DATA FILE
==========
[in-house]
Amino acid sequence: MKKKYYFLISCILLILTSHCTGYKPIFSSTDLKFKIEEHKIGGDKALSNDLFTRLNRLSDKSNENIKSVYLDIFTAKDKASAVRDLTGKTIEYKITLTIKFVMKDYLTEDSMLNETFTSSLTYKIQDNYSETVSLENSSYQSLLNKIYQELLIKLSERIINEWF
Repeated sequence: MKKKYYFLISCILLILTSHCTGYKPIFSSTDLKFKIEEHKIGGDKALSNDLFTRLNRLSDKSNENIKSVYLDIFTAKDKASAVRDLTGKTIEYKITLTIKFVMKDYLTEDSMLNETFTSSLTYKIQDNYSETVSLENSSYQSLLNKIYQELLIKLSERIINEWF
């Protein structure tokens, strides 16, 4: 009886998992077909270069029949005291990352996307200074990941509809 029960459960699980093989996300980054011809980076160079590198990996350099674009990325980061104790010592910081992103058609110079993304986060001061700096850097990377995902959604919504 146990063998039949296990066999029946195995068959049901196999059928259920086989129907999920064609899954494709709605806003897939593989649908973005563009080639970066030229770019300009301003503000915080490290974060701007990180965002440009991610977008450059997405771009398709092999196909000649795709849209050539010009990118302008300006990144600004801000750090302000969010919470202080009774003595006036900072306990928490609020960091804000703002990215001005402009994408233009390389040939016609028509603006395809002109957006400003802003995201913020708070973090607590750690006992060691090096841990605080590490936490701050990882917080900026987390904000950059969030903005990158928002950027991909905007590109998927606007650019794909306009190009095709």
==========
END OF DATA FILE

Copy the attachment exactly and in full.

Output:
[in-house]
Amino acid sequence: MKKKYYFLISCILLILTSHCTGYKPIFSSTDLKFKIEEHKIGGDKALSNDLFTRLNRLSDKSNENIKSVYLDIFTAKDKASAVRDLTGKTIEYKITLTIKFVMKDYLTEDSMLNETFTSSLTYKIQDNYSETVSLENSSYQSLLNKIYQELLIKLSERIINEWF
Repeated sequence: MKKKYYFLISCILLILTSHCTGYKPIFSSTDLKFKIEEHKIGGDKALSNDLFTRLNRLSDKSNENIKSVYLDIFTAKDKASAVRDLTGKTIEYKITLTIKFVMKDYLTEDSMLNETFTSSLTYKIQDNYSETVSLENSSYQSLLNKIYQELLIKLSERIINEWF
């Protein structure tokens, strides 16, 4: 009886998992077909270069029949005291990352996307200074990941509809 029960459960699980093989996300980054011809980076160079590198990996350099674009990325980061104790010592910081992103058609110079993304986060001061700096850097990377995902959604919504 146990063998039949296990066999029946195995068959049901196999059928259920086989129907999920064609899954494709709605806003897939593989649908973005563009080639970066030229770019300009301003503000915080490290974060701007990180965002440009991610977008450059997405771009398709092999196909000649795709849209050539010009990118302008300006990144600004801000750090302000969010919470202080009774003595006036900072306990928490609020960091804000703002990215001005402009994408233009390389040939016609028509603006395809002109957006400003802003995201913020708070973090607590750690006992060691090096841990605080590490936490701050990882917080900026987390904000950059969030903005990158928002950027991909905007590109998927606007650019794909306009190009095709």